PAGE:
While the Lakers have been historically great, they hit a rough patch. starting in the 2013-14 season. To make matters worse, from 2015 to 2017 they were literally holding their breathe at the lottery selection since they still owed Phoenix a 1st round pick from the Steve Nash trade in 2012. If the team wasn’t going to be good, then it needed to be really bad in order to keep it. The pick was top 5-protected in 2015, then it became top 3-protected in both 2016 and 2017. It then became unprotected in 2018.
Luckily for the Lakers they never fell back in the draft. In fact they moved up twice, in 2015 for D’Angelo Russell and 2017 from Lonzo Ball. In 2016 the only year they didn’t move up they drafted Brandon Ingram. Imagine how detrimental it would have been to their rebuild if they lost one of the those lottery picks. Two of those players were part of the Anthony Davis trade; Brandon Ingram and Lonzo Ball. In fact in 2017, the Lakers had a 53% chance of losing the pick to Phoenix. The Lakers desperately wanted Lonzo Ball who was considered by many the best player in the draft and the most popular since he was from L.A.. Then in 2019, they had another dose of good fortune and moved up 7 spots in the lottery to get the 4th pick in the draft. They only had a 9.4% chance of moving up that high. That pick was the final piece needed to make the Anthony Davis trade happen.
Now let’s review the times a team with odds similar or worse than the Knicks have this year (9%) have won the lottery. Of those teams, only two were considered big market teams at the time, Houston and Chicago. The most egregious ones aside from the Cleveland’s drafts are Orlando in 1993 and Chicago in 2008. Miami was talking about having the Chicago backcourt; Rose and Wade since they had the best odds of winning in 2008. Imagine how many Heat fans there would have been in Chicago if that happened? Luckily for the Bulls they won the lottery with a 1.7% chance. The next has to be 2019 which we will now look at in depth.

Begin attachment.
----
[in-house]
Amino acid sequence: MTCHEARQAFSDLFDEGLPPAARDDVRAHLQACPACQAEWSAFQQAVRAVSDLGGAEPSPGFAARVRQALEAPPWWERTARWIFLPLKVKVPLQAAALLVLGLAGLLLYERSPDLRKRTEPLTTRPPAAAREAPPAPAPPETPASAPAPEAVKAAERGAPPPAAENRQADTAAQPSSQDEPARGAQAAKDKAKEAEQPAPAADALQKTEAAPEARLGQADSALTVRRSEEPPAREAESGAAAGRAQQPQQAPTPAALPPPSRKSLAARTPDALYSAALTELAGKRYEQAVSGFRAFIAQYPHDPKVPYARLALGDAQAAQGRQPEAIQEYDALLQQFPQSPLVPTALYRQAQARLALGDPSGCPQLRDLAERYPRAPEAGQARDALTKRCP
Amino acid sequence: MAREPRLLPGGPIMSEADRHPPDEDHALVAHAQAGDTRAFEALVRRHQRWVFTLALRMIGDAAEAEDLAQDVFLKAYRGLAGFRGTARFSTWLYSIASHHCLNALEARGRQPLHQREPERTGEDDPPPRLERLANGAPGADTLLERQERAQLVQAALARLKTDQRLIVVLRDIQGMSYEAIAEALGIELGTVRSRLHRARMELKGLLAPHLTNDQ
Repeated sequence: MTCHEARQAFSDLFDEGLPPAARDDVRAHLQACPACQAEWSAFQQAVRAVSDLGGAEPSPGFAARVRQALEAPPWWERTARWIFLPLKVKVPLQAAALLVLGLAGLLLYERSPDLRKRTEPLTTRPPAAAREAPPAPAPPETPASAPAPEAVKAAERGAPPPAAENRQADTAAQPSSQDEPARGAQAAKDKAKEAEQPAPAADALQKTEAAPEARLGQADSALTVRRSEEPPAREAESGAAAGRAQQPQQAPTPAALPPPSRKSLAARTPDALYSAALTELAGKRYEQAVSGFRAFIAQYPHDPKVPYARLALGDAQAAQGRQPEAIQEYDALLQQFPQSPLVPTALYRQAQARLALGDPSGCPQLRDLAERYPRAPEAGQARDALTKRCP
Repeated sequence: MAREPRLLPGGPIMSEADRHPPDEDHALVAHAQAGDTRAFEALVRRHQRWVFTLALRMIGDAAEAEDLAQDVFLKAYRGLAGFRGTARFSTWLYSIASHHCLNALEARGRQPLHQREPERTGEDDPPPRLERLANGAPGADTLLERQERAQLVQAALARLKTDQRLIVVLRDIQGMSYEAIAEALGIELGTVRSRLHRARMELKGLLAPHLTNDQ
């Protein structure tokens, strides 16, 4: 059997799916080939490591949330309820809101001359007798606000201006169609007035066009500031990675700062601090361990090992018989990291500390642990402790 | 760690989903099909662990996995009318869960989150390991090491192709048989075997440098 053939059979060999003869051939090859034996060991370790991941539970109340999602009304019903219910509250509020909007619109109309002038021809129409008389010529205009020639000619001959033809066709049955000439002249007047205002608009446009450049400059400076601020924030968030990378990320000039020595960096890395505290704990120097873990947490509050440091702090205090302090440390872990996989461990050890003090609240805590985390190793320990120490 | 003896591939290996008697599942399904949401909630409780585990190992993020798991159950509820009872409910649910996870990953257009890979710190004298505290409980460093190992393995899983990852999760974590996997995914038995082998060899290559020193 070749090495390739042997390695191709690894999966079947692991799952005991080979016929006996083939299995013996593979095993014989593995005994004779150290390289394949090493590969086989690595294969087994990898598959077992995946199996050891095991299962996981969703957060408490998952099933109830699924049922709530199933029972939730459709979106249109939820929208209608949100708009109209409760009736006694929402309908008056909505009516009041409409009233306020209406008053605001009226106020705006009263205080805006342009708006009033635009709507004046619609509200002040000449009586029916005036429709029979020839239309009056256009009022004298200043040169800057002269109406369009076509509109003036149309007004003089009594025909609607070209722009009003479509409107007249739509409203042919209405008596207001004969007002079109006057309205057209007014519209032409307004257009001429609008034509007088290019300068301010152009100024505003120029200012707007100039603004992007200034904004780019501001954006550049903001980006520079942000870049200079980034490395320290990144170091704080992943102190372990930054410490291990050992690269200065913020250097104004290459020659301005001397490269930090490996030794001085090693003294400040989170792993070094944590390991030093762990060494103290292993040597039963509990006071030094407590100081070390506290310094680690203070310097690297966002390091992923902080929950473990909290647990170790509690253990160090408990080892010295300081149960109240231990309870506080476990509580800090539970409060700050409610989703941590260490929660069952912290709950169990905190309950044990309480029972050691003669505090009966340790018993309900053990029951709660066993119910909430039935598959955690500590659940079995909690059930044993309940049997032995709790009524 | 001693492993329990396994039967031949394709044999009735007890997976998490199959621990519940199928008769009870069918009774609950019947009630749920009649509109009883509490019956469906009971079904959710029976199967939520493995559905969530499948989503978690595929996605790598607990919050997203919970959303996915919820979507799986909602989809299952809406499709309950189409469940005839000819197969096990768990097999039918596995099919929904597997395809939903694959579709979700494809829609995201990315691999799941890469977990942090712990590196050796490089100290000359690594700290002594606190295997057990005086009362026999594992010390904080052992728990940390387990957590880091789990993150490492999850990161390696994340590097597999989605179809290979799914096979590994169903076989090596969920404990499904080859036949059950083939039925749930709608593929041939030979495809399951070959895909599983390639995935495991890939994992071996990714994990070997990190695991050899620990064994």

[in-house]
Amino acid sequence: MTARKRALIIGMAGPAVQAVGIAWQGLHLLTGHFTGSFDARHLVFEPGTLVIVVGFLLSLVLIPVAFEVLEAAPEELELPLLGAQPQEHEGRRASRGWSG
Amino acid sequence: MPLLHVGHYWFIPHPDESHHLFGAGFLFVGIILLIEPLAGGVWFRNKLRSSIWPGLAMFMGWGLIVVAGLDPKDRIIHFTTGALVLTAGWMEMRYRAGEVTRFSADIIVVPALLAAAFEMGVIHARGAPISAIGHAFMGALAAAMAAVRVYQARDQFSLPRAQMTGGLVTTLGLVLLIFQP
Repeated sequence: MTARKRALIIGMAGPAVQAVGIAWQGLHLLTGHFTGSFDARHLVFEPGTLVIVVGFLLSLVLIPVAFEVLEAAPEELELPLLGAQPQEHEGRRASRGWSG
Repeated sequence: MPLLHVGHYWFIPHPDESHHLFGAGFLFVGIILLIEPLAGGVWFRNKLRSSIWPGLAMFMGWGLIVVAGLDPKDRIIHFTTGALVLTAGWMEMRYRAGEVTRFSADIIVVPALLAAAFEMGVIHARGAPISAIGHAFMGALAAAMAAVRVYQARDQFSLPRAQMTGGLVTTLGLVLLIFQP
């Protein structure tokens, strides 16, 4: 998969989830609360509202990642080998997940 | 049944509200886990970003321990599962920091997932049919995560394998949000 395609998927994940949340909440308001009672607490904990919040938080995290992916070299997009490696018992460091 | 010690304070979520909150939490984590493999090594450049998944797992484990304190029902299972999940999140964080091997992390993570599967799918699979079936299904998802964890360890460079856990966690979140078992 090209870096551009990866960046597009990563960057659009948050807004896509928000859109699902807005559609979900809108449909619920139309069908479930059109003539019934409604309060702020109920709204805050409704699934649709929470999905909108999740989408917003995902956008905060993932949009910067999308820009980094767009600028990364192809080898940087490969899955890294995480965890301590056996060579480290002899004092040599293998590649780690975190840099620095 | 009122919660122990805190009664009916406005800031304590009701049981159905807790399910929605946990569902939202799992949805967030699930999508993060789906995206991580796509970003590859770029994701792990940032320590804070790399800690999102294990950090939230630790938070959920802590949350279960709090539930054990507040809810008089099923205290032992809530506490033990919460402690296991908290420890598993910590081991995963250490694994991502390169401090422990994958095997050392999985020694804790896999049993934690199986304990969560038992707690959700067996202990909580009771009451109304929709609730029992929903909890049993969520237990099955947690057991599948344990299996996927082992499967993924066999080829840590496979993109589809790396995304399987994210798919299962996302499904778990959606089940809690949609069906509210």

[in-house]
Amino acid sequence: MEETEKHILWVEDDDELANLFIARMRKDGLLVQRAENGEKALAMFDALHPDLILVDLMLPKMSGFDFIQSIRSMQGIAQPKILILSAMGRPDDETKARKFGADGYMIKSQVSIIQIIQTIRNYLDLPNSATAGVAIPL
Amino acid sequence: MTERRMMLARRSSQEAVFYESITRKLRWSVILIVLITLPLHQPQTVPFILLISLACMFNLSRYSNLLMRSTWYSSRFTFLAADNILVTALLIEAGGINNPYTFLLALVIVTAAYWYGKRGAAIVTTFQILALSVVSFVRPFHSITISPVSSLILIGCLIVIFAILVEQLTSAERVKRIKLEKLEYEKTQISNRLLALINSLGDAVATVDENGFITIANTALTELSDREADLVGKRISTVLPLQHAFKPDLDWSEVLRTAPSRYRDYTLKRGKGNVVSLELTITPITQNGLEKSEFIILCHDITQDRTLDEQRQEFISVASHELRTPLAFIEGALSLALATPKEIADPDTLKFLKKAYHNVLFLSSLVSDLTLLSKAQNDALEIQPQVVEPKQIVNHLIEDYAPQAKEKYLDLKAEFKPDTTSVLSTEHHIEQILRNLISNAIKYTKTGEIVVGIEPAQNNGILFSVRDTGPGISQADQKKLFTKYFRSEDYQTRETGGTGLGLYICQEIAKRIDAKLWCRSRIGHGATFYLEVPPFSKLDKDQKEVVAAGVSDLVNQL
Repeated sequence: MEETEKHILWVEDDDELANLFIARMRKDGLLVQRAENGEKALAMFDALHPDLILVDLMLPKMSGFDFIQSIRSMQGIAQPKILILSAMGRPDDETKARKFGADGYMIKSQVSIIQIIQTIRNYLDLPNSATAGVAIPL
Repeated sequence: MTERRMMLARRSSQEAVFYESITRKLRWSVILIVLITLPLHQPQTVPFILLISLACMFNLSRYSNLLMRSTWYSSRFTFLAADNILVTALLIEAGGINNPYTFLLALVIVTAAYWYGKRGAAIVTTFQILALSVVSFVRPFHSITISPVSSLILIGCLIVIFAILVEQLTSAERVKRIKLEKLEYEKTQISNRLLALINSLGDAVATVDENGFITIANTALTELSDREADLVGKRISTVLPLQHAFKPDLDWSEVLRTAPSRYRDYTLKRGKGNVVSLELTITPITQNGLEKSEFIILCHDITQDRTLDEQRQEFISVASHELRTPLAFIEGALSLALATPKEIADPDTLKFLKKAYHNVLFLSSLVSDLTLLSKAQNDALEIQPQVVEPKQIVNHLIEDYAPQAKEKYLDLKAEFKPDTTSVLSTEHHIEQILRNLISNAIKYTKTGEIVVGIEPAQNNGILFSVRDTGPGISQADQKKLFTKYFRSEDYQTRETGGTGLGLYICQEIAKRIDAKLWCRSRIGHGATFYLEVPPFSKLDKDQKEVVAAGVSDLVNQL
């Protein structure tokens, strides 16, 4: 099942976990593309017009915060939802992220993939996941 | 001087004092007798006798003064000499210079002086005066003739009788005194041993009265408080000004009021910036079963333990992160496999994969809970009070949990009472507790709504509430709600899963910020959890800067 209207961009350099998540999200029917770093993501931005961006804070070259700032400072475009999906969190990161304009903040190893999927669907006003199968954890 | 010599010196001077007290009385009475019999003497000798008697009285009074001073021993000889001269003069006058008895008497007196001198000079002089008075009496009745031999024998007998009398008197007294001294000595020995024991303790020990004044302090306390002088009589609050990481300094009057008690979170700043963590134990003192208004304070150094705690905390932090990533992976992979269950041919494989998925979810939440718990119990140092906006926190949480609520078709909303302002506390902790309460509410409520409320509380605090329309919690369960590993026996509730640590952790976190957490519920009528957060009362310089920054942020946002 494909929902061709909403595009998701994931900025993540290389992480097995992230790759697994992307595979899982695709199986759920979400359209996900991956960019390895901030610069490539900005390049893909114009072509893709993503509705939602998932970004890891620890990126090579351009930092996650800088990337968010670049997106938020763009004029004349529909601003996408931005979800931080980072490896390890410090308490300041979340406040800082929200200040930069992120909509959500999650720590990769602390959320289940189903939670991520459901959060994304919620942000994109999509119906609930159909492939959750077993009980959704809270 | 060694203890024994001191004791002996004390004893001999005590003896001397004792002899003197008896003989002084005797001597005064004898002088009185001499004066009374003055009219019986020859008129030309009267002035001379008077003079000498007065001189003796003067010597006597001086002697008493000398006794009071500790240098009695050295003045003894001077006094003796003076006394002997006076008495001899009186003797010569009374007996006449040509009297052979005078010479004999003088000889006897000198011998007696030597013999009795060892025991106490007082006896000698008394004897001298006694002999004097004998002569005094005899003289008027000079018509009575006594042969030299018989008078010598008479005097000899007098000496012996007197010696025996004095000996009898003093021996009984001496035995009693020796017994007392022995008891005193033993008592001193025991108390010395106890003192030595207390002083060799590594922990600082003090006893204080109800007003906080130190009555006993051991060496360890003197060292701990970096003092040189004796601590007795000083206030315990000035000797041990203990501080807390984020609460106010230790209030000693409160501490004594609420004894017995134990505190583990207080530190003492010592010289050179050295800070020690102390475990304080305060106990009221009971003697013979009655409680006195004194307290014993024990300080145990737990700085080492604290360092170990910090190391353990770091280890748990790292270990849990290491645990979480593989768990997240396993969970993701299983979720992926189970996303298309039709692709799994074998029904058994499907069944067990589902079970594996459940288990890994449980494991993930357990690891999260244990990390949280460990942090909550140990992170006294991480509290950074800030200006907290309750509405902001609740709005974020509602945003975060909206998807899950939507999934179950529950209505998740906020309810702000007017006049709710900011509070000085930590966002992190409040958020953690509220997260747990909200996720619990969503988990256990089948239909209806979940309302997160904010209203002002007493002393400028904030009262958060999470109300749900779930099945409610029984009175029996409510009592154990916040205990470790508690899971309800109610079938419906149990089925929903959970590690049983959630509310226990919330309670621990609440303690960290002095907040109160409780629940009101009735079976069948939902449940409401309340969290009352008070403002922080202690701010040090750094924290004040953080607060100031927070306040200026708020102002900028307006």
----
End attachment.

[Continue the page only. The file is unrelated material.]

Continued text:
2019 Draft – New Orleans & Memphis
This lottery draft was Adam Silver’s masterpiece, better than the one he orchestrated in 2015. As shown earlier, the two poorest franchises, New Orleans and Memphis leaped in front of the Knicks to get the only two elite superstar players in draft. Then the league helped the Lakers move up to number four. Adam Silver greased the wheels just enough to get Anthony Davis to the Lakers.
Look at what he accomplished, He appeased New Orleans by getting them the most exciting player to enter the league since LeBron James. Then improved the Lakers draft position enough to increase the value of the pick they would eventually trade to New Orleans.
He also got Memphis a star to replace Mike Conley. In two drafts the NBA’s second poorest franchise transitioned from the Marc Gasol & Mike Conley duo to Jaren Jackson Jr. and Ja Morant. At least Silver had enough sense not to completely screw over the Knicks. He could have dropped them all the way to the 5th spot.
As of February 11,2020 Forbes still has the Knicks as the most valuable franchise, now at $4.6B. New Orleans’ value has increased $350M, to $1.35B, they are now worth more than Memphis by $50M, but don’t feel bad for them, their franchise value has increased $300M to $1.3B. It looks like Adam Silver has done a great job for all the owners.
2020 Draft – New York Knicks
Let’s also consider one other thing, If you were the commissioner, would you entrust the future of your league to the Knicks? Of course not. If the commissioner is a control freak like most powerful people are, he would want to ensure that the league’s future gets developed correctly.
Even if the Knicks don’t believe in conspiracy theories, they still need to prove to the “Basketball Gods” that they won’t squander any good fortune that gets bestowed upon them. Hopefully Leon Rose will do that so Knick fans will not have to endure anymore mocking like what Jorge Sedano of ESPN LA did below.